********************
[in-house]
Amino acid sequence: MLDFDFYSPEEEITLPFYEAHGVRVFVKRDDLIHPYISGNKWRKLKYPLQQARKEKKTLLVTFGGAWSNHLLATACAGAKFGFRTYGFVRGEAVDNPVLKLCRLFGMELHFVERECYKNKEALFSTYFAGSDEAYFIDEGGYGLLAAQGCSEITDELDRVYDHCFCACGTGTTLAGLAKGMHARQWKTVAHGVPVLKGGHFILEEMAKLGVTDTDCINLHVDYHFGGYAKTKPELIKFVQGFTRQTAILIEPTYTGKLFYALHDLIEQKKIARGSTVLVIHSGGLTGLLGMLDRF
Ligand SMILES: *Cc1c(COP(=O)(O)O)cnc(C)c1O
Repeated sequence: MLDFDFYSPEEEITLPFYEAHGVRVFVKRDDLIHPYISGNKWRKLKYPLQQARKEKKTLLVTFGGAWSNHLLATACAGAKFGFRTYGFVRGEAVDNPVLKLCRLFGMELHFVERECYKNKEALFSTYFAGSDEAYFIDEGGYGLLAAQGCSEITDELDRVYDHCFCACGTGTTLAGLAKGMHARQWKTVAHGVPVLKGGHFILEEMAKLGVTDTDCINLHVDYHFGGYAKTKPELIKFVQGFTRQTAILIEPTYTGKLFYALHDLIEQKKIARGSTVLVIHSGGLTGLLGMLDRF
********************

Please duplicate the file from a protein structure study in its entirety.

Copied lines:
[in-house]
Amino acid sequence: MLDFDFYSPEEEITLPFYEAHGVRVFVKRDDLIHPYISGNKWRKLKYPLQQARKEKKTLLVTFGGAWSNHLLATACAGAKFGFRTYGFVRGEAVDNPVLKLCRLFGMELHFVERECYKNKEALFSTYFAGSDEAYFIDEGGYGLLAAQGCSEITDELDRVYDHCFCACGTGTTLAGLAKGMHARQWKTVAHGVPVLKGGHFILEEMAKLGVTDTDCINLHVDYHFGGYAKTKPELIKFVQGFTRQTAILIEPTYTGKLFYALHDLIEQKKIARGSTVLVIHSGGLTGLLGMLDRF
Ligand SMILES: *Cc1c(COP(=O)(O)O)cnc(C)c1O
Repeated sequence: MLDFDFYSPEEEITLPFYEAHGVRVFVKRDDLIHPYISGNKWRKLKYPLQQARKEKKTLLVTFGGAWSNHLLATACAGAKFGFRTYGFVRGEAVDNPVLKLCRLFGMELHFVERECYKNKEALFSTYFAGSDEAYFIDEGGYGLLAAQGCSEITDELDRVYDHCFCACGTGTTLAGLAKGMHARQWKTVAHGVPVLKGGHFILEEMAKLGVTDTDCINLHVDYHFGGYAKTKPELIKFVQGFTRQTAILIEPTYTGKLFYALHDLIEQKKIARGSTVLVIHSGGLTGLLGMLDRF